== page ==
Orthodox university students whose exams clash with Shavuot will have to spend the festival in “quarantine” with their rabbis to avoid contact with colleagues taking the tests.
Because Shavuot falls on two weekdays this year, University Jewish Chaplaincy — a network of 17 rabbis and rebbetzins across the country — has had to make arrangements for students in more than 100 universities which meet exam regulations.
For some students that means signing affidavits swearing not to communicate with anyone taking the same exams. But some exam boards demand more drastic action.
Rabbi Harvey Belovski, the CEO of University Jewish Chaplaincy, said his chaplains work “incredibly hard for months” negotiating arrangements with universities, and arranging military-style logistics of picking up and dropping off students to exams, as well as making room for them in their homes.
The rabbi will be taking in Yehudah Gaffin, a King’s College London fourth-year medical student, at his home in Golders Green during Shavuot, in a so-called “quarantine” arrangement.
Mr Gaffin said the situation was “not ideal” and that his university could have been better prepared for the exam clash.
He will have to report to Rabbi Belovski’s house at the same time his exam is due to start on the morning of Wednesday May 31, and will stay there until Friday morning, when the rabbi will escort him to the King’s campus so he can take the exam.
Even then Mr Gaffin will have to sign an affidavit affirming he did not communicate with his fellow medics.
The 23-year-old from Edgware said: “It has taken several months to get this sorted out. I’m not especially pleased about it but I know Rabbi Belovski well, so it’s not as if I will stay with a complete stranger; it will be fine. I’ll be relaxed.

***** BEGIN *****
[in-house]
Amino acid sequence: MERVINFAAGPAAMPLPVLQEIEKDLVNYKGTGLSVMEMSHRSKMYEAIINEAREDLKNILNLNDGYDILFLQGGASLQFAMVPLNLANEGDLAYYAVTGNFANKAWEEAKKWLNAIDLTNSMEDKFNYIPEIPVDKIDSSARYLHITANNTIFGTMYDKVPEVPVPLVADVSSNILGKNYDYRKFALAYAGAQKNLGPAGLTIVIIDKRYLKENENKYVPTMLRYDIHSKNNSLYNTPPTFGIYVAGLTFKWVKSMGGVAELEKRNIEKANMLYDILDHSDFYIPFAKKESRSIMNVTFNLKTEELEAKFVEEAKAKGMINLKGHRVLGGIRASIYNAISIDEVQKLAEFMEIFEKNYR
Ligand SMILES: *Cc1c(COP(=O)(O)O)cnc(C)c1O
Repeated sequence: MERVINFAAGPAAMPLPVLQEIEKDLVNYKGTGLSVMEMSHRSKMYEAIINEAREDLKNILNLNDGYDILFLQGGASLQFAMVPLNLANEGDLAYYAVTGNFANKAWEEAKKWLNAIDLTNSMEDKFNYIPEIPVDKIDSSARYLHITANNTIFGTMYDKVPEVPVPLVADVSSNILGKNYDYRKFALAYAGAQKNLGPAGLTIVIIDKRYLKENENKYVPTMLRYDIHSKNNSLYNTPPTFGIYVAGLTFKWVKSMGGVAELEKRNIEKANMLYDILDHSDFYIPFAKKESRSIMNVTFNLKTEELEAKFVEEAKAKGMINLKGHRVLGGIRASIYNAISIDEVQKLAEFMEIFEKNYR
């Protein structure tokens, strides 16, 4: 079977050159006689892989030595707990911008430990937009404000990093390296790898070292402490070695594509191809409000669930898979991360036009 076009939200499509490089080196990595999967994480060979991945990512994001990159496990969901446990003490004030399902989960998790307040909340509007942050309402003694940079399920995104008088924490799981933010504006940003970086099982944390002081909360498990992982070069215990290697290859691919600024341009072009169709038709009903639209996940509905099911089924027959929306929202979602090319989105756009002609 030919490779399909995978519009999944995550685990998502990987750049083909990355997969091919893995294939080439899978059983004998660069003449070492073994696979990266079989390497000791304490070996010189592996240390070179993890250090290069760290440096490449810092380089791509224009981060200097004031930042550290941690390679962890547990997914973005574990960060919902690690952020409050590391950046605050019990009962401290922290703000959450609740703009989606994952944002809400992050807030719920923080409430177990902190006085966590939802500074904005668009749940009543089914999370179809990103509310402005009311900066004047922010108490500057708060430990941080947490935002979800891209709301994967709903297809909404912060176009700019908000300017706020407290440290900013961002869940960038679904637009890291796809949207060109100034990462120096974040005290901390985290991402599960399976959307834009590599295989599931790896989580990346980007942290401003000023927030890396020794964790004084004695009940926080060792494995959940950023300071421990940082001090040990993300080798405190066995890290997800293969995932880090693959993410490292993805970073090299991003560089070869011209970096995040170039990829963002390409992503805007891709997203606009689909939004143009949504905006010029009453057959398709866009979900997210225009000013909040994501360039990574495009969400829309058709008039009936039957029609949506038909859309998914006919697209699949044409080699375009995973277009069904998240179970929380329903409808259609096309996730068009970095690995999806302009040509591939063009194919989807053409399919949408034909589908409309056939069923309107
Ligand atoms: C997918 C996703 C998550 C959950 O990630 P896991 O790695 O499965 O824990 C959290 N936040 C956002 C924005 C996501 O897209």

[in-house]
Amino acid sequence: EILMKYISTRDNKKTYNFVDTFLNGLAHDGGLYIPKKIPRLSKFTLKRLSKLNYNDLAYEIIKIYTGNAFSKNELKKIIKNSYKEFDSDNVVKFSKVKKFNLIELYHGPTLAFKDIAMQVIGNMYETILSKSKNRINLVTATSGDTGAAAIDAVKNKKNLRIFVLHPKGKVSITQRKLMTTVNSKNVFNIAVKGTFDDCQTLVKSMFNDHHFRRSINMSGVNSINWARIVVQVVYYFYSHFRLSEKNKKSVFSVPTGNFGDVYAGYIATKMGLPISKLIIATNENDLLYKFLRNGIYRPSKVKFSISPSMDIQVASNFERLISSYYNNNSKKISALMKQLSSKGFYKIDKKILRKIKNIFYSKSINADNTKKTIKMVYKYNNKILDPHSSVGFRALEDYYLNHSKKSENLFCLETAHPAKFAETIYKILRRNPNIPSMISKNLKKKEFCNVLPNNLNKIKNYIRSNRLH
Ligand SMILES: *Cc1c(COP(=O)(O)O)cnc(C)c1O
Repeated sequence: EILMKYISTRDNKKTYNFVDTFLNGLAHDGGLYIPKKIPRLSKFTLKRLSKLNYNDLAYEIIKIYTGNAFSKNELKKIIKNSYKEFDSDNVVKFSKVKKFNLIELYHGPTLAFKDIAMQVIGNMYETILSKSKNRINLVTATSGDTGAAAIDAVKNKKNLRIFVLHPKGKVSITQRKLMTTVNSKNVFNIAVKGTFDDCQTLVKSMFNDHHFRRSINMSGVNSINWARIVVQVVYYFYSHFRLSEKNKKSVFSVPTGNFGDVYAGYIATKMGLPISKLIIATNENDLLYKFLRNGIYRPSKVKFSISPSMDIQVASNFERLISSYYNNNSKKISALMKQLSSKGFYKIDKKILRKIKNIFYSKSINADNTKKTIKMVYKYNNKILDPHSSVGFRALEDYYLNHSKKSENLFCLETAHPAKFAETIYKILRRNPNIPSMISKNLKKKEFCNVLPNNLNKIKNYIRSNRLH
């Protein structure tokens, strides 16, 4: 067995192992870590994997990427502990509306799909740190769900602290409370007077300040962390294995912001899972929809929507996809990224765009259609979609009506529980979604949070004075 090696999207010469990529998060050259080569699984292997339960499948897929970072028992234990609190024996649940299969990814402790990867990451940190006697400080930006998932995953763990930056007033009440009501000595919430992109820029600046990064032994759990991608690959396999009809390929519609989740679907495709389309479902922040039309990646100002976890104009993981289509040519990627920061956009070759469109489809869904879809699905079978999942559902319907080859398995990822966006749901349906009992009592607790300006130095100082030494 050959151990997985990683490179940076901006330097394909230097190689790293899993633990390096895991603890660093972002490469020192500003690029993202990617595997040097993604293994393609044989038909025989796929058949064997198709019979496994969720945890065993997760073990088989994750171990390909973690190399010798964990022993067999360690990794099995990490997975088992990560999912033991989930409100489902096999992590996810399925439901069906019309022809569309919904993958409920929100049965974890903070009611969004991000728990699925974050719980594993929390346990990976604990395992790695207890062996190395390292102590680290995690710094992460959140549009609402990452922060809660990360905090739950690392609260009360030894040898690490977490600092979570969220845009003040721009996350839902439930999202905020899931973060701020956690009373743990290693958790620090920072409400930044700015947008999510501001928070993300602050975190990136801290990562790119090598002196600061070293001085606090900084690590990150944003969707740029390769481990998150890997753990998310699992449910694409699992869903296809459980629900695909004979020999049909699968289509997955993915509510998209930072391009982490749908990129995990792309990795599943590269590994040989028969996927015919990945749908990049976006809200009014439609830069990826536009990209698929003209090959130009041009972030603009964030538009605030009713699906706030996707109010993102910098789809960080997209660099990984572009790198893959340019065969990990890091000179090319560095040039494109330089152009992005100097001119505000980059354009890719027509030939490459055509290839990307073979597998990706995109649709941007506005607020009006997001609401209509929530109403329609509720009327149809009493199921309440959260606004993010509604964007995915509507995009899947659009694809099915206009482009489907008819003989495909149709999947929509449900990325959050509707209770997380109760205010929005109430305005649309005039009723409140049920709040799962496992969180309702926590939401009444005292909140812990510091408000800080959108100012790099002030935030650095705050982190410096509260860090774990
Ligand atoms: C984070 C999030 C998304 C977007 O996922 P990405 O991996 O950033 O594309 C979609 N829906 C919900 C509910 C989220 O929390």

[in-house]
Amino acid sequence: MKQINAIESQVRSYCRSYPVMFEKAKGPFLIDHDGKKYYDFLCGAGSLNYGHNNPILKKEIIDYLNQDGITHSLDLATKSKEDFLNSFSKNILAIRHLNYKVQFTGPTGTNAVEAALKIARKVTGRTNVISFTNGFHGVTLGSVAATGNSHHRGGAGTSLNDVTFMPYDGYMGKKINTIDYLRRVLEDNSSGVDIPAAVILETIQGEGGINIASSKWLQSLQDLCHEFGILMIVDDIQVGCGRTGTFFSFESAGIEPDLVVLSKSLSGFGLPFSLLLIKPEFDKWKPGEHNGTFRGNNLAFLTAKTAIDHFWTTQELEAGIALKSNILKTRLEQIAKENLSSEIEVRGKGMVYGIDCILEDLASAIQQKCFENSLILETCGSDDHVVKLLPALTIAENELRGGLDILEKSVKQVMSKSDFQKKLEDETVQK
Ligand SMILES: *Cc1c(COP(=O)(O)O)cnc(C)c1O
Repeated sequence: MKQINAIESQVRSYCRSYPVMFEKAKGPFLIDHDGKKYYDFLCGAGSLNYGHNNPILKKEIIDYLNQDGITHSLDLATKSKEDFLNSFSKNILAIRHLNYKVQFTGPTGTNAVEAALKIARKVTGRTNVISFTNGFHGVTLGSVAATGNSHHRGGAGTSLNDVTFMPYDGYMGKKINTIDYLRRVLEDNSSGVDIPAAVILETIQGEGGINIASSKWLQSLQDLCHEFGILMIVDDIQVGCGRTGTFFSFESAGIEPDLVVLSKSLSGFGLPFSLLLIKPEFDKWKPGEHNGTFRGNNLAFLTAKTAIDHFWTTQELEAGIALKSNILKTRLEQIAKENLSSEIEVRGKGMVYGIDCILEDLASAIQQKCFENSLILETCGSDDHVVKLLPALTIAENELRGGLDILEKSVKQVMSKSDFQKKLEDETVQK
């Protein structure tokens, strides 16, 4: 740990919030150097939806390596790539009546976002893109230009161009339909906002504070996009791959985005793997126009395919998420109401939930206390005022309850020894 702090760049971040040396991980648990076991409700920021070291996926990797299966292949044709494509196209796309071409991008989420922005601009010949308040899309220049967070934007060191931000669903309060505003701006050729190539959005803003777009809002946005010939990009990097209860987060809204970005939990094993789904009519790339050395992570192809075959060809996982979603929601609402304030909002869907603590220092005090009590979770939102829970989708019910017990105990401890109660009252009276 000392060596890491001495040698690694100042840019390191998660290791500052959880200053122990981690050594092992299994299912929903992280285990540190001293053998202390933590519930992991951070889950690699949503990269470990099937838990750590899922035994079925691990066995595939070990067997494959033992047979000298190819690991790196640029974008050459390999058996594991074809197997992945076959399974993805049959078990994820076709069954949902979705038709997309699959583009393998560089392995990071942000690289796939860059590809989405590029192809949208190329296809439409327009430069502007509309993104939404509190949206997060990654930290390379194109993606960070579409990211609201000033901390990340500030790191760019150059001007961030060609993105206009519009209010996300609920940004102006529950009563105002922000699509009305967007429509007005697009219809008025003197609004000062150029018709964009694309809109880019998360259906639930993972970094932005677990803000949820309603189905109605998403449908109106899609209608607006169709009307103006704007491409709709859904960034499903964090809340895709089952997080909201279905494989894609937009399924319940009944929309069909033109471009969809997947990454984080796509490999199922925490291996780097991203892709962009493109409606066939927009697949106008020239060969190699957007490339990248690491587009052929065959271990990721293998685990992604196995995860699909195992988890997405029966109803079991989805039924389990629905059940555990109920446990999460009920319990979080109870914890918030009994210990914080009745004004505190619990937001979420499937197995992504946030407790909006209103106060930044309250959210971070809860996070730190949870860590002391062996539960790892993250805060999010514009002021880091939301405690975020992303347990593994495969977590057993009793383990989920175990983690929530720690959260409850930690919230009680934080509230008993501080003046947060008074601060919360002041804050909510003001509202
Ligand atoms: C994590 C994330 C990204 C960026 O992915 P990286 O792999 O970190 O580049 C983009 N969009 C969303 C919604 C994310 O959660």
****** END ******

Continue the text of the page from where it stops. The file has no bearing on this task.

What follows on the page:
“I signed up to medical school — this is just part of it.”
A total of 35 students around the country will be “quarantined” for at least part of Shavuot. The figure would have been higher, but for the Chaplaincy, which ministers to 4,000 Jewish students nationwide, negotiating with universities to move exam dates.
Rabbi Belovski said: “This is a particularly challenging year for observant Jewish students whose exams fall over Shavuot. Logistically, it been incredibly complex. We have built relationships with these universities over many years. It’s easier with some than others.”
Dental student Simon Stern, 32, will also stay with Rabbi Belovksi, until Wednesday afternoon after sitting two Royal College of Surgeons (Edinburgh) exams back-to-back on Tuesday — before his fellow students are scheduled to take the papers.
Mr Stern, a father-of-two from Hendon, said: “I had terrible visions of not being able to take the exam. After all that work, spending every Sunday for years studying, and after my wife looking after the kids while I did that, that would have been terrible.
“It is not the way I imagined finishing my last exam, as nice as Rabbi Belovski is. I thought I would be able to celebrate with my family, who have been with me every step of the way.
“But without the chaplains I’d be completely stuck. They are fantastic.”
Rabbi Belovski said a “shout out” should go to Rabbi Gavin Broder who, as the London regional chaplain, is responsible for 45 students, 10 of whom he will have to “quarantine” this Shavuot.
Rabbi Broder said he will have to call on the kindness of some of his “very nice neighbours” to house the students. The co-ordination of pick-up and drop-off points at four different universities was an especially difficult task, he said.
“It’s also a lot of work for my wife — making sure beds are available for all the students,” he added. “But we get there in the end. It’s important the students know they have my support.”